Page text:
How does gender affect smile design?

Manrina Rhode explains how she helps patients to achieve a typically masculine or feminine smile, and the features that are associated with each gender.

In honour of Pride Month, I wanted to talk about the differences between traditionally male and female smiles. I’d also like to touch on gender neutral elements and preferences that different people may have.

Typically there are cosmetic smile design shapes that reflect a more feminine or a more masculine smile. Of course, that doesn’t necessarily mean that those stereotypes need to stay within those genders.

Feminine smile features

In a very feminine smile, typically the edges will be rounded. Maladons or undulations in the incisal edges of the teeth may be present, so the teeth aren’t worn at all. The psychology behind that is if you’re a feminine person then you aren’t stressed and you don’t grind your teeth. How untrue is that? I grind my teeth all day!

If you don’t grind your teeth, they won’t have any wear facets on them. This means your teeth are the same shape that you were born with, and that hasn’t been impacted in any way. So that’s the impression we’re trying to create to make these quite feminine shapes.

Sometimes that can go too far. Some patients who come to see me have almost childlike teeth which haven’t been worn down in any way. They have really rounded edges and maladon shapes at the edge. They also have a translucency on the edge with a halo from when they were a child. In these situations they might ask me to take a little bit of that away to make their smile look a little more elegant, powerful or grown up. Because when you are all those things, there tends to be a little bit of stress in your life, and those edges tend to have worn away. So we actually emulate that and wear them away and create a slightly more flat appearance.

Masculine smile features

At the other end of that spectrum is a very masculine smile. We’re talking again about a smile that is traditionally masculine – I’m sorry to be so stereotypical here, but a male power smile. That could mean teeth that are quite square with very small embrasures, the little black gaps between the teeth. The teeth are quite flattened off, which gives the impression of a worn smile – maybe they’ve been grinding or clenching their teeth. Maybe they’ve been doing that because they work very hard and they’re stressed.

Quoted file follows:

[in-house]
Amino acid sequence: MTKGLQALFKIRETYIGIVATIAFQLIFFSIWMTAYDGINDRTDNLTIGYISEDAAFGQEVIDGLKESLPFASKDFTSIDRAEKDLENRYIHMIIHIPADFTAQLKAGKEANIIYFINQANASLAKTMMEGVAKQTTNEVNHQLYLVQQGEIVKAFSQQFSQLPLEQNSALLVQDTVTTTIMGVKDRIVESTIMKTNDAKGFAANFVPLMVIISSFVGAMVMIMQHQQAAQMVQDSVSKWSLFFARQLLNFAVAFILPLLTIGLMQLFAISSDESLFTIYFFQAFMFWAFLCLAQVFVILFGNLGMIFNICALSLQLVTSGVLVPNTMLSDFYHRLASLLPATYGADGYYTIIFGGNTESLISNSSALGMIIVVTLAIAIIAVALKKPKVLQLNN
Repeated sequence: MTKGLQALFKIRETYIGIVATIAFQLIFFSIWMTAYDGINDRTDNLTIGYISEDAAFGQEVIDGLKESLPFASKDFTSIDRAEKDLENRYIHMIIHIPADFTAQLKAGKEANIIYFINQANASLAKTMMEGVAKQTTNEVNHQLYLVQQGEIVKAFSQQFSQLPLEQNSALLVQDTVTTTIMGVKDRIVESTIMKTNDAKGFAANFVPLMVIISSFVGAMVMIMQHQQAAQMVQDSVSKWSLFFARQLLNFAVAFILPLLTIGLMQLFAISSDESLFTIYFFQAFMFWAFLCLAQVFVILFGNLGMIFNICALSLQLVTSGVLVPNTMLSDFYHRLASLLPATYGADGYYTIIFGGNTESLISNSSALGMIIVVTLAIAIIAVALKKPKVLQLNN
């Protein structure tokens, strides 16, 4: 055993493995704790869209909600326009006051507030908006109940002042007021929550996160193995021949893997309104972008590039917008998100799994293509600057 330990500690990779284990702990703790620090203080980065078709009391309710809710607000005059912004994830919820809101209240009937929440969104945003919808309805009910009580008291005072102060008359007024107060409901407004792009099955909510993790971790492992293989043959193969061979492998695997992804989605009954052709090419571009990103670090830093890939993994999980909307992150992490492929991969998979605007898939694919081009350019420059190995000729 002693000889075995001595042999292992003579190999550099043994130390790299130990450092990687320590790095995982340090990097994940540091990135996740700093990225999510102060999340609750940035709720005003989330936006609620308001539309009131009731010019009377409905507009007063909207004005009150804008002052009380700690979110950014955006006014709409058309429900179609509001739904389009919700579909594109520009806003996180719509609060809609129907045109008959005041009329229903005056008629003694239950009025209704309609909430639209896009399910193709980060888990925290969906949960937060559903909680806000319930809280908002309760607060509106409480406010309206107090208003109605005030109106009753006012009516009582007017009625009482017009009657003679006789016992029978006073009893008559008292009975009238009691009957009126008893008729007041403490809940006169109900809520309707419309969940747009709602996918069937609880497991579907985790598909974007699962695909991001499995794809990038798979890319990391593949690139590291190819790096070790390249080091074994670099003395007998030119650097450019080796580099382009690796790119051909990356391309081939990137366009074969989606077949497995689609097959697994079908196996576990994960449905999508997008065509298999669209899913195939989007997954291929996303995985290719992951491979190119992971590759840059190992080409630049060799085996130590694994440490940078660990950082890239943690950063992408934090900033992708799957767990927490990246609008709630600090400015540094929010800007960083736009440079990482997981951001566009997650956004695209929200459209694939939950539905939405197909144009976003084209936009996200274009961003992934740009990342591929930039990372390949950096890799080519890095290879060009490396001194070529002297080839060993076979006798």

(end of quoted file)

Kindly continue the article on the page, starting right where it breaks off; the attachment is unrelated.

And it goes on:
Maybe they work out at the gym, and that’s caused them to grind their teeth. It’s interesting that those actions will typically create a certain appearance in your smile, and those are the characterisations that we then replicate to create that kind of smile for the patient.

Colour wise, I wouldn’t say that there’s a big difference between someone trying to create a more feminine or more delicate smile and a more dominant, potentially masculine smile. Either could be looking for something quite white or something quite natural in colour.

Normally, with that power smile comes quite a white colour. We tend to find that patients come in and say: ‘I want veneers on my teeth – I want a big, big white power smile.’ And sometimes alongside that can come the impression that they don’t mind if people know they’ve had work done. They almost want people to know they’ve had work done to go with an expensive watch and a great suit.

Don’t make assumptions

There’s quite a lot that goes into understanding a patient and then not making an assumption about that patient. I always say to my my team: ‘To assume will make an ass out of you and me.’ So we do not assume, but we actually take time to get to know our patients. We talk to them, listen to them and find out what it is that they’re trying to achieve in their end result with their smile. What do they want their smile to say about them? What is it about their current smile that they’re unhappy with that they would like more or less off?

We can then use different characterisations and different techniques to create that for them. We can look at colour, embrasure form, the amount of translucency in the teeth, the size of the teeth, the broadness of the smile, the natural characterisation of the smile. All of these come together to create more of whatever it is that we want to achieve.

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